Adult adenovirus infections: Loss of orphaned vaccines precipitates military respiratory disease epidemics

G. C. Gray, P. R. Goswami, M. D. Malasig, A. W. Hawksworth, D. H. Trump, M. A. Ryan, D. P. Schnurr

Research output: Contribution to journalArticlepeer-review

152 Scopus citations

Abstract

Adenovirus vaccines have greatly reduced military respiratory disease morbidity since the 1970s. However, in 1995, for economic reasons, the sole manufacturer of these vaccines ceased production. A population-based adenovirus surveillance was established among trainees with acute respiratory illness at 4 US military training centers as the last stores of vaccines were depleted. From October 1996 to June 1998, 1814 (53.1%) of 3413 throat cultures for symptomatic trainees (78% men) yielded adenovirus. Adenovirus types 4, 7, 3, and 21 accounted for 57%, 25%, 9%, and 7% of the isolates, respectively. Unvaccinated trainees were much more likely than vaccinated trainees to be positive for types 4 or 7 (odds ratio [OR] = 28.1; 95% CI, 20.2-39.2). Two training centers experienced epidemics of respiratory disease affecting thousands of trainees when vaccines were not available. Until a new manufacturer is identified, the loss of orphaned adenovirus vaccines will result in thousands of additional preventable adenovirus infections.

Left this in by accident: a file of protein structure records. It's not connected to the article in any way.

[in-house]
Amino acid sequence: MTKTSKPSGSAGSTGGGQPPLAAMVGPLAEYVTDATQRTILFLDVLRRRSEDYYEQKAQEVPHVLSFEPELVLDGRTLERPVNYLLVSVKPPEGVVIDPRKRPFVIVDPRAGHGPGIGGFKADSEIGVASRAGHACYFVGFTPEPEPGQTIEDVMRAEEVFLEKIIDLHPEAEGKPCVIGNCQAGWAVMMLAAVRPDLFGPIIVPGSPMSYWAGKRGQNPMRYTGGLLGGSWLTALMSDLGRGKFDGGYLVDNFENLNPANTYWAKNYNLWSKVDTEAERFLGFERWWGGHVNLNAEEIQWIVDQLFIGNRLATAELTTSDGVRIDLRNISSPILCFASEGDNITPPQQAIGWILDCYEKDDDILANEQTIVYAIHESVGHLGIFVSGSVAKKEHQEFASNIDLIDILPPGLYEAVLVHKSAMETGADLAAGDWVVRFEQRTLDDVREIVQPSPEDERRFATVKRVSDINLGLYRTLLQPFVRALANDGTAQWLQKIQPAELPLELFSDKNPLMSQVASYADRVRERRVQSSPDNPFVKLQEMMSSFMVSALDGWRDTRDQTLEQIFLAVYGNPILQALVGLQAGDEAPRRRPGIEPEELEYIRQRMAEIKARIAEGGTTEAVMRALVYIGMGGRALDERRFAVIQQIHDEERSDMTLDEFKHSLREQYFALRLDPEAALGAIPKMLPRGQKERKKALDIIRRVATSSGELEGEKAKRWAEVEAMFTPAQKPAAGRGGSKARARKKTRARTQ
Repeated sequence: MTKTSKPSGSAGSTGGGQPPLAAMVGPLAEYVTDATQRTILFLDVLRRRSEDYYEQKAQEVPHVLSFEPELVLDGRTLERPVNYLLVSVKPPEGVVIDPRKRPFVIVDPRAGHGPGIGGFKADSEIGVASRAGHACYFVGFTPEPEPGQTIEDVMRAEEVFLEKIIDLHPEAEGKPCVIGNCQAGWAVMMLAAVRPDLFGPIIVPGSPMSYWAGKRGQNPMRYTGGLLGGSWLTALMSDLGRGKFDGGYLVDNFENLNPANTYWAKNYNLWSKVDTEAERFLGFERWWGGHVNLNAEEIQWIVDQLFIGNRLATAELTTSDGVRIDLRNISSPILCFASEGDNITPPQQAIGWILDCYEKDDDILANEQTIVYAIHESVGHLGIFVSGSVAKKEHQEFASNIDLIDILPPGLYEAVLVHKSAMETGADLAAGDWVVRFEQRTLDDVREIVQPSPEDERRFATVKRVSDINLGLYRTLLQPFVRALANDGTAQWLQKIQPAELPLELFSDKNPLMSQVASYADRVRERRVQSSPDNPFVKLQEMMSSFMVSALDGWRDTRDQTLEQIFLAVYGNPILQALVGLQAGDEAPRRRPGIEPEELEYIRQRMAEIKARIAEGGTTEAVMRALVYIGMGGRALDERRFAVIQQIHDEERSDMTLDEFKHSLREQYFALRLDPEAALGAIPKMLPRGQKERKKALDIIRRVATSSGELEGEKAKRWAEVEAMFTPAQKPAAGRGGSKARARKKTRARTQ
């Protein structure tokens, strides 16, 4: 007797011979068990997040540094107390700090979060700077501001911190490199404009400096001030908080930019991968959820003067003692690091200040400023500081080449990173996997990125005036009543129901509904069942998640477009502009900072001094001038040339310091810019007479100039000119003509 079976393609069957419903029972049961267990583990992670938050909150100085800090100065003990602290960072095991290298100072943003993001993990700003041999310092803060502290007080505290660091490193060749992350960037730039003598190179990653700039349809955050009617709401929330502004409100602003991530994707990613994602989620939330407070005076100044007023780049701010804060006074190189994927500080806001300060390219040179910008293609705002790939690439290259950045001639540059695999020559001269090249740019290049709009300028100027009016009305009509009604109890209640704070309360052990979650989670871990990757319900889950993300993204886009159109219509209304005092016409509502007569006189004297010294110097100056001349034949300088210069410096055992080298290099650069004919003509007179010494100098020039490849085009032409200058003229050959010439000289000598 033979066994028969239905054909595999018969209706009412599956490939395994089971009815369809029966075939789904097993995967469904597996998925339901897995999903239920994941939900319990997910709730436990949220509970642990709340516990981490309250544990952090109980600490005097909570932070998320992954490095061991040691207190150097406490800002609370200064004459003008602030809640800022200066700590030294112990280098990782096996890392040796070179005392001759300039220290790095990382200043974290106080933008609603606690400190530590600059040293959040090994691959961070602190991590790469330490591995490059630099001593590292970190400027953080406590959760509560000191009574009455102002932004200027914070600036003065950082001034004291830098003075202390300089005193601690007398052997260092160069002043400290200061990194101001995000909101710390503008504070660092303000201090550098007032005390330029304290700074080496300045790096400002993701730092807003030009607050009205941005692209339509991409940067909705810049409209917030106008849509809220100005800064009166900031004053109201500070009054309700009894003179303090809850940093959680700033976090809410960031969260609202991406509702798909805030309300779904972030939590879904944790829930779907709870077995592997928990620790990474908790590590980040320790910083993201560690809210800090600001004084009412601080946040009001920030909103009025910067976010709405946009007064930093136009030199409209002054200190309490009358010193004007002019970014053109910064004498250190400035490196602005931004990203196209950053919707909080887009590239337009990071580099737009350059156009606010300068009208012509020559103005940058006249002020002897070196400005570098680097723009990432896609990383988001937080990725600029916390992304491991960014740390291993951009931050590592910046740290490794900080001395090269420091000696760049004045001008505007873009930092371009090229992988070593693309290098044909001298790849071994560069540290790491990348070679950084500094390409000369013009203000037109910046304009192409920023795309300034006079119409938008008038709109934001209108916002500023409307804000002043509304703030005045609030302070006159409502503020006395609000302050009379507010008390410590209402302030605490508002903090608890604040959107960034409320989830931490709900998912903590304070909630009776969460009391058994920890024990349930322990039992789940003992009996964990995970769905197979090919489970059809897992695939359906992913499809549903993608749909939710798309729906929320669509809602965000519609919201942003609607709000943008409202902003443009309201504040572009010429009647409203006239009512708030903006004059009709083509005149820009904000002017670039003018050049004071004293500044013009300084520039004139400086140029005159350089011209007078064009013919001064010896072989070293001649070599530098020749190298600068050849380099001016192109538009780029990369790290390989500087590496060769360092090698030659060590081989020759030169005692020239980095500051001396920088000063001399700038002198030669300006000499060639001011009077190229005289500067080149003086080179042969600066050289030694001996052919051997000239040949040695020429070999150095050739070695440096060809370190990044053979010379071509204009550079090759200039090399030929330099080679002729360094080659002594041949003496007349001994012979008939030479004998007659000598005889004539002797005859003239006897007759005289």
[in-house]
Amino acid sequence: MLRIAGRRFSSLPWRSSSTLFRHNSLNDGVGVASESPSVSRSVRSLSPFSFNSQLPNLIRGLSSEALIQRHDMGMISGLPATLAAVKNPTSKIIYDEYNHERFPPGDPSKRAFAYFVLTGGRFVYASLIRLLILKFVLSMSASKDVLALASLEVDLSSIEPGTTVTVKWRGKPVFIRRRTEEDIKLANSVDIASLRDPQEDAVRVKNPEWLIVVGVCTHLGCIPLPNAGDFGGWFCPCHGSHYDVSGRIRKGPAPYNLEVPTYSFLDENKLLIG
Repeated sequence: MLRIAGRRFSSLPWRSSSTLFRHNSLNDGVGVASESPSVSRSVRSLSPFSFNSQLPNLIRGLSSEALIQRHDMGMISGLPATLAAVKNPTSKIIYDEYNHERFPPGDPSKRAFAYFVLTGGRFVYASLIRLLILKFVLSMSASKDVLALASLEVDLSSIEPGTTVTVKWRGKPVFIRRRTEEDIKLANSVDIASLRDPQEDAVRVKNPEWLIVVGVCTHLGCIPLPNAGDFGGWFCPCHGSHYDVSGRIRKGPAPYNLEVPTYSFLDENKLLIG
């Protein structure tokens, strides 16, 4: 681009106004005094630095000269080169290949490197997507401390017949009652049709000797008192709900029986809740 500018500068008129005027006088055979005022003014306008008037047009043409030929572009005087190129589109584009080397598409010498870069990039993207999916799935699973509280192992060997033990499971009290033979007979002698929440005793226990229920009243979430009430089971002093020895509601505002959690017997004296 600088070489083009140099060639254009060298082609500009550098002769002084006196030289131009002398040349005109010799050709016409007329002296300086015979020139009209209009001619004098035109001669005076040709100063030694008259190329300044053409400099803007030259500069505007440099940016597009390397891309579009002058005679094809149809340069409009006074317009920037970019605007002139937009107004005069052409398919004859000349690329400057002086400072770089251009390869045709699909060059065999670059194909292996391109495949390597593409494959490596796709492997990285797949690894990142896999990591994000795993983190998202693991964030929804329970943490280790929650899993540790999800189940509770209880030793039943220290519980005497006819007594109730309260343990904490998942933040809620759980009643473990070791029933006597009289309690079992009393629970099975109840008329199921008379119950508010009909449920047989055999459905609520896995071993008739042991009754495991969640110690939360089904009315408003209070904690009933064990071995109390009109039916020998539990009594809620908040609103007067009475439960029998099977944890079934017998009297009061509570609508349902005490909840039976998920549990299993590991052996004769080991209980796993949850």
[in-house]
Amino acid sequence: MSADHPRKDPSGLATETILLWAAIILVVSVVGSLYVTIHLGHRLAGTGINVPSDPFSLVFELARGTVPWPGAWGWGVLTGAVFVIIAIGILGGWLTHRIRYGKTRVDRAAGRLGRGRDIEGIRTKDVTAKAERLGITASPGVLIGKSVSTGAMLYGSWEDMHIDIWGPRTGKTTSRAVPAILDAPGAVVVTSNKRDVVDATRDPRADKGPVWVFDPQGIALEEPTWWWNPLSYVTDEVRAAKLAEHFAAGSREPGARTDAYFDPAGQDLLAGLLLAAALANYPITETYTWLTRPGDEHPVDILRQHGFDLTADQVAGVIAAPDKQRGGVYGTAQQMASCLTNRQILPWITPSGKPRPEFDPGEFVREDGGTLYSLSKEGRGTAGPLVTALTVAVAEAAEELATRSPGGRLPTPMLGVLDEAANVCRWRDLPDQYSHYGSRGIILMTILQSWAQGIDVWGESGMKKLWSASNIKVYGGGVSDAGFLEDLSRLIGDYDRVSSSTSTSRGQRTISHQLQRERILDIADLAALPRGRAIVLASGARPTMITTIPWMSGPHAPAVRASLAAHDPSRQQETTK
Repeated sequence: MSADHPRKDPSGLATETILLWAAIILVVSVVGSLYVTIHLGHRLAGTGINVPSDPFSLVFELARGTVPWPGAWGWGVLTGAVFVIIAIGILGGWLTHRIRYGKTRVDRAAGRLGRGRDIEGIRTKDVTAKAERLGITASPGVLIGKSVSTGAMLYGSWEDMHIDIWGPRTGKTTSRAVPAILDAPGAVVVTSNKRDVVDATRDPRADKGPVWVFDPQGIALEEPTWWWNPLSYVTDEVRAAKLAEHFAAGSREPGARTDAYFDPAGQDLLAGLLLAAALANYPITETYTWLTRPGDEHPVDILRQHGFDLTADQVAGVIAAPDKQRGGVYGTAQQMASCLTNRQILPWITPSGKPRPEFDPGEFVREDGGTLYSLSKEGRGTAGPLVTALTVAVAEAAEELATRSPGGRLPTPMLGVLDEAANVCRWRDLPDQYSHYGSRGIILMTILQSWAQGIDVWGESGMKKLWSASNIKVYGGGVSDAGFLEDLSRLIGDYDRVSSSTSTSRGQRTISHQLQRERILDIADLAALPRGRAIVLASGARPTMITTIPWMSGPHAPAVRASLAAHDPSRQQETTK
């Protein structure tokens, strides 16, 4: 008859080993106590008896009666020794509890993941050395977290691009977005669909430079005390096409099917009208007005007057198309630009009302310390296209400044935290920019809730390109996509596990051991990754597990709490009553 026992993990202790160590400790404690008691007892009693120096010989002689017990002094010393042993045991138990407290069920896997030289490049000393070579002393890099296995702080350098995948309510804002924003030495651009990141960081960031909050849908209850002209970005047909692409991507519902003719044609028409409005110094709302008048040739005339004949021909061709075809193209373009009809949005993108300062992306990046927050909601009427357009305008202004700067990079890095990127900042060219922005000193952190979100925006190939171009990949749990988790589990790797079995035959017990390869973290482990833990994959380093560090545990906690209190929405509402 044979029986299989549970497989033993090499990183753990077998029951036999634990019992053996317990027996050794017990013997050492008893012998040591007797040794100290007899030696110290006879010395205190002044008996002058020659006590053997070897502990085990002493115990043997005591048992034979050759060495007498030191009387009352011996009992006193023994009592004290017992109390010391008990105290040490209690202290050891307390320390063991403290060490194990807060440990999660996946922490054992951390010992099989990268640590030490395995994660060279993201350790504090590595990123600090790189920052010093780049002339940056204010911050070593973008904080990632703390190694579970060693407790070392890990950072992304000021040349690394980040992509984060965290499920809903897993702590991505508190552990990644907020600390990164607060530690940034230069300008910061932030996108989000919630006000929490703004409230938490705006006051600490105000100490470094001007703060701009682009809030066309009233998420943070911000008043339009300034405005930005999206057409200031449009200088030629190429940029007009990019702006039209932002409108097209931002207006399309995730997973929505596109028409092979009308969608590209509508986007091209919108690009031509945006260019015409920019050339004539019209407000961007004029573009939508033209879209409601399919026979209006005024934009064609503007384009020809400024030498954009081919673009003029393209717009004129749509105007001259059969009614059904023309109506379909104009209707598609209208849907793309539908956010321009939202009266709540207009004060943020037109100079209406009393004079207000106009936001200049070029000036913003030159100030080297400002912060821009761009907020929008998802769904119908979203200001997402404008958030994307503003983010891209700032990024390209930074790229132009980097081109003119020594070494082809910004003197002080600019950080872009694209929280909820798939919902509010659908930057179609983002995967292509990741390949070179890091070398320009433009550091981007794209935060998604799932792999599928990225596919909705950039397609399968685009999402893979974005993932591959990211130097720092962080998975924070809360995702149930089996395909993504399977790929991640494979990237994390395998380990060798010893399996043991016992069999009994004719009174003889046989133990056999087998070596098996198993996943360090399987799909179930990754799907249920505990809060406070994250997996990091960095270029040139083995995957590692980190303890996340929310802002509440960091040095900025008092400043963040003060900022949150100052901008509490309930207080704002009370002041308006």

Original languageEnglish (US)
Pages (from-to)663-670
Number of pages8
JournalClinical Infectious Diseases
Volume31
Issue number3
DOIs
StatePublished - 2000
Externally publishedYes

ASJC Scopus subject areas

  • Microbiology (medical)
  • Infectious Diseases

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